Davis County Step-Parent Adoptions

Stephen Howard — Stone River Law

Real People. Real Solutions.

Davis County Step-Parent Adoptions

The process of adopting a step-child is often a matter of securing formal legal recognition of the parent-child relationship that has developed over time. A biological parent may be deceased or may have drifted out of the child’s life for a variety of reasons. Different circumstances may require different processes to finalize a step-parent adoption. But obtaining the legal protections provided through the formal adoption process can provide important rights, security, and reassurance both to parents and children. If you have questions about the adoption process in Davis County, contact us to see what we can do to help make the adoption process easier for you and your family.

Parental Rights Issues in Step-Parent Adoptions

The step-parent adoption process is often simpler than other kinds of adoptions in Utah. But if the non-adopting, non-custodial parent is still alive and still has parental rights, you may have to go through a formal process of terminating parental rights before the step-parent adoption can be completed. The potential problems that can arise are enough to give good reason to have the assistance of a good adoption attorney.

In adoptions by a step-parent where one biological parent is deceased, only the consent from the remaining┬áparent (sometimes referred to as the “custodial parent” and normally the spouse of the step-parent) is needed. Where the other biological parent is still alive and still has parental rights intact, that parent must either consent to the adoption or the court must terminate that parent’s parental rights. If that parent contests the adoption, grounds for termination of parental rights can include:

  • abandonment of the child;
  • neglect or abuse of the child;
  • the parent is unfit or incompetent
  • failure of parental adjustment
  • only token efforts have been made by the parent to support or communicate with the child, to prevent neglect, or to eliminate the risk of serious harm to the child.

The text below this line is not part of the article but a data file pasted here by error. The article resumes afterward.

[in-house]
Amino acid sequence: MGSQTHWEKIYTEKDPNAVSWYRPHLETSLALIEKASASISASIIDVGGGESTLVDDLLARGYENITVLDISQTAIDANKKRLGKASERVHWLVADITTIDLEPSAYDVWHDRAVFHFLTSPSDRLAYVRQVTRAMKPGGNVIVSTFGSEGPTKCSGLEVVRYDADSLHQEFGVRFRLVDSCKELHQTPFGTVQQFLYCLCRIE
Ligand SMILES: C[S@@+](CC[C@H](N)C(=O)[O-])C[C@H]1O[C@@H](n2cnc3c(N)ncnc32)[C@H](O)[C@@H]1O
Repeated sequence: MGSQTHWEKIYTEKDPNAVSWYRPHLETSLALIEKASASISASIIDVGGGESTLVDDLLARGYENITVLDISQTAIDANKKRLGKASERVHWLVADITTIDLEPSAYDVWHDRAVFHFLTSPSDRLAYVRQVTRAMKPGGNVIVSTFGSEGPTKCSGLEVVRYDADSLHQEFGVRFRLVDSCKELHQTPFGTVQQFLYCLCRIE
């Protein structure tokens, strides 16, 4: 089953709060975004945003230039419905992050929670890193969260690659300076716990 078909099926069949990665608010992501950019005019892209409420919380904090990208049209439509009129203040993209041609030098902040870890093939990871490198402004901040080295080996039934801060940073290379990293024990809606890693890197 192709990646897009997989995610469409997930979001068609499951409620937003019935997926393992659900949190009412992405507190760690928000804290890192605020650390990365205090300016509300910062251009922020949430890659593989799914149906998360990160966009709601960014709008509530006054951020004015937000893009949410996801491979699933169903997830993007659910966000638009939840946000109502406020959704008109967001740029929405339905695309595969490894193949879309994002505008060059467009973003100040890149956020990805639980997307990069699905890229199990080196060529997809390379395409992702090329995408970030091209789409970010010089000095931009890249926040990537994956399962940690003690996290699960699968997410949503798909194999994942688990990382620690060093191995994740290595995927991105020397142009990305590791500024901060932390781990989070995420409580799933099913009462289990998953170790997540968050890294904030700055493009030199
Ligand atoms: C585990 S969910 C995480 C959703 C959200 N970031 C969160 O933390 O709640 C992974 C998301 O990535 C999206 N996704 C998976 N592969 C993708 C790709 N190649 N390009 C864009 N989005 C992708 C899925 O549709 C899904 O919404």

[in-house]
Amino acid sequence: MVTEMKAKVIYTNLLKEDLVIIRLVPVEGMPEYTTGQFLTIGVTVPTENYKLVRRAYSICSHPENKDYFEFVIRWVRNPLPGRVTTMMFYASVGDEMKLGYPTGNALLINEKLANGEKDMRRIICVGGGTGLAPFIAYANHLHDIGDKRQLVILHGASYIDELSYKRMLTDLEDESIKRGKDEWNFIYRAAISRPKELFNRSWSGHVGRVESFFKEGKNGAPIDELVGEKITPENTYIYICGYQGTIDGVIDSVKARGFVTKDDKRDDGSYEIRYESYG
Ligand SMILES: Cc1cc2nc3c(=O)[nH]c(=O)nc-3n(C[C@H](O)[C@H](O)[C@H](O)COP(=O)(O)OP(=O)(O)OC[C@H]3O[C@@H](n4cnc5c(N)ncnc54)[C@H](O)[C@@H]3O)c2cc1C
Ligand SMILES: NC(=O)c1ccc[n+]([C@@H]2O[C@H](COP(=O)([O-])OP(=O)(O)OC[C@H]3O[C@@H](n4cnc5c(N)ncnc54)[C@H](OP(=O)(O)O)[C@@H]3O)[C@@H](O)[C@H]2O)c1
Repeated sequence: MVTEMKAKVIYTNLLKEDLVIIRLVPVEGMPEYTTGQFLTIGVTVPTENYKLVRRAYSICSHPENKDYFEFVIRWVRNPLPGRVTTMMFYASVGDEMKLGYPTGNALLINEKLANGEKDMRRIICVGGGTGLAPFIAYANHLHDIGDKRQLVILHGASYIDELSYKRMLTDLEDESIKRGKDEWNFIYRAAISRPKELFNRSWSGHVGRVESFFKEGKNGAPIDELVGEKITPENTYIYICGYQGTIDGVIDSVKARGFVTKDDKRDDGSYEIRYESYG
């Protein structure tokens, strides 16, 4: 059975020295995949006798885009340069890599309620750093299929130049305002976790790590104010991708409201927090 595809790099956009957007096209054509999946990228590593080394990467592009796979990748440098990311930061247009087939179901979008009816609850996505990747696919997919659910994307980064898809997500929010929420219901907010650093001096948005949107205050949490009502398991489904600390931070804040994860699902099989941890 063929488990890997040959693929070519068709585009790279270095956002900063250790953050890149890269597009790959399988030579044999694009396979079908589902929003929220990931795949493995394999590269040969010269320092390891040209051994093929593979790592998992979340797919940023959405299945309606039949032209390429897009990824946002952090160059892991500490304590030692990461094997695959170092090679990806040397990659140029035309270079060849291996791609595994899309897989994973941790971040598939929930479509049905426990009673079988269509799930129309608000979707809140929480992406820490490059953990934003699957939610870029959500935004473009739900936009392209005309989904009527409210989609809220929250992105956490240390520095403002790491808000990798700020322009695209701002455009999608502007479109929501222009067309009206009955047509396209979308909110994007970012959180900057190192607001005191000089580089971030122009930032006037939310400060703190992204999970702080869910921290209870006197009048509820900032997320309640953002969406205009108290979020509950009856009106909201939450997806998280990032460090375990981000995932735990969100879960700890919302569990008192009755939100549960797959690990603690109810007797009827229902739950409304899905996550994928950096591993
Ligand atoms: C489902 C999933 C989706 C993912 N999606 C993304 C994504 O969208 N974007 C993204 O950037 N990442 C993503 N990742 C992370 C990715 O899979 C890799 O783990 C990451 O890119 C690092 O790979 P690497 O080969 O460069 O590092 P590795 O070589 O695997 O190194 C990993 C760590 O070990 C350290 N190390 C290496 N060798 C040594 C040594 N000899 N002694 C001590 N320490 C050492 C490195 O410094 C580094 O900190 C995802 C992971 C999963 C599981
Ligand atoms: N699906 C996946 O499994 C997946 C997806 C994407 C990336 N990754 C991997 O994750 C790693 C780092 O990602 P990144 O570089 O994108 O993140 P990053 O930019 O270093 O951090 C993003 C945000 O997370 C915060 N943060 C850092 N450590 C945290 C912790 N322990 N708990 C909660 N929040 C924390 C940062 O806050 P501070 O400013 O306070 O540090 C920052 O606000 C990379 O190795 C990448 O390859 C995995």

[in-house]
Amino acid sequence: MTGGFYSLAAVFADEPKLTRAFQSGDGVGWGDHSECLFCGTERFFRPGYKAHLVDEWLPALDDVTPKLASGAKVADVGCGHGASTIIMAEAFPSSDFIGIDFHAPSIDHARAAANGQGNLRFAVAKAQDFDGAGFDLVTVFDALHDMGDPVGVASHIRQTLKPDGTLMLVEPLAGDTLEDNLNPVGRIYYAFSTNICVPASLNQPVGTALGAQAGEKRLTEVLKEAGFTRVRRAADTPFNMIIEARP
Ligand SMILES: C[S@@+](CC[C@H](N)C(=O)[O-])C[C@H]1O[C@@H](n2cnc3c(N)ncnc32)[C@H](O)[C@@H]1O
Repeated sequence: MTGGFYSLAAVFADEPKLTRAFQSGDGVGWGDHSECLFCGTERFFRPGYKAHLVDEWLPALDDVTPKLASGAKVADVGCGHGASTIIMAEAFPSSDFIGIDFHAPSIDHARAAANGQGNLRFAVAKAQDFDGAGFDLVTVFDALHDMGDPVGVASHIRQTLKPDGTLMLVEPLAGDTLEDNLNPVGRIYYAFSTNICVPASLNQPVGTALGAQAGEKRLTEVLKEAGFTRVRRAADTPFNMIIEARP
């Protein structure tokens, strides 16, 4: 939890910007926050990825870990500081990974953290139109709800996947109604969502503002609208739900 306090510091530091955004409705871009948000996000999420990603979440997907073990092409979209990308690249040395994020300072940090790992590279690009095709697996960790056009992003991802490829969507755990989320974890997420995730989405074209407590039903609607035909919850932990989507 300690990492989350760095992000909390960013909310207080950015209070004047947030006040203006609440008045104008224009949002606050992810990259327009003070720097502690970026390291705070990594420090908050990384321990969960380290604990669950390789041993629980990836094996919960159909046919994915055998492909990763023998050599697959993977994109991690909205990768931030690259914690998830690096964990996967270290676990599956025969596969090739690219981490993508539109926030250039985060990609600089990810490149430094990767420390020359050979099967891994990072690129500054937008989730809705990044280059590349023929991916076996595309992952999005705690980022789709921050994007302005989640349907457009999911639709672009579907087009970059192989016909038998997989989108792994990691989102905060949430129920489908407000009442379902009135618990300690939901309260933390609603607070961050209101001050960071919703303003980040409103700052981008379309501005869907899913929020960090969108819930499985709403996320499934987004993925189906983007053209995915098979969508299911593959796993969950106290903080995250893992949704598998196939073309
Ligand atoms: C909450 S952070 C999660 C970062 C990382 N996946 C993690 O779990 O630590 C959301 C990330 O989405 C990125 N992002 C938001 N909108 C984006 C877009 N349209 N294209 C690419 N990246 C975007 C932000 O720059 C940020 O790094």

If consent has been obtained or if the parental rights of the non-adopting parent have been terminated, the adopting parent must still meet certain requirements in order to obtain approval from the court to finalize the adoption. Before a court will let a step-parent adopt, the court must be provided with an official criminal history report obtained from the Utah Bureau of Criminal Identification (BCI) through the Department of Public Safety. The court must be provided with clearance from the Utah Child Abuse Registry maintained by the Division of Child and Family Services (DCFS).

There are a number of other legal requirements that must be met for a step-parent to adopt in Utah. But the final decision by the court in approving an adoption must be based on what is in the “best interest” of the child being adopted.

Finding an Adoption Attorney for Davis County

Many people considering adopting a step-child are afraid that the process will be long, time-consuming, and expensive. But many are surprised to find out just how easy and affordable a step-parent adoption can be. If you are considering adopting a step-child, you should consult with an adoption attorney before beginning the process. In Davis County, we serve clients in Farmington, Layton, Bountiful, Clearfield, Syracuse, and more. We also offer adoption-related legal services to clients involved in agency adoptions, private adoptions, foster child adoptions, international adoptions, and more. Contact us now to see how we can help make the legal processes of adoption easier for you.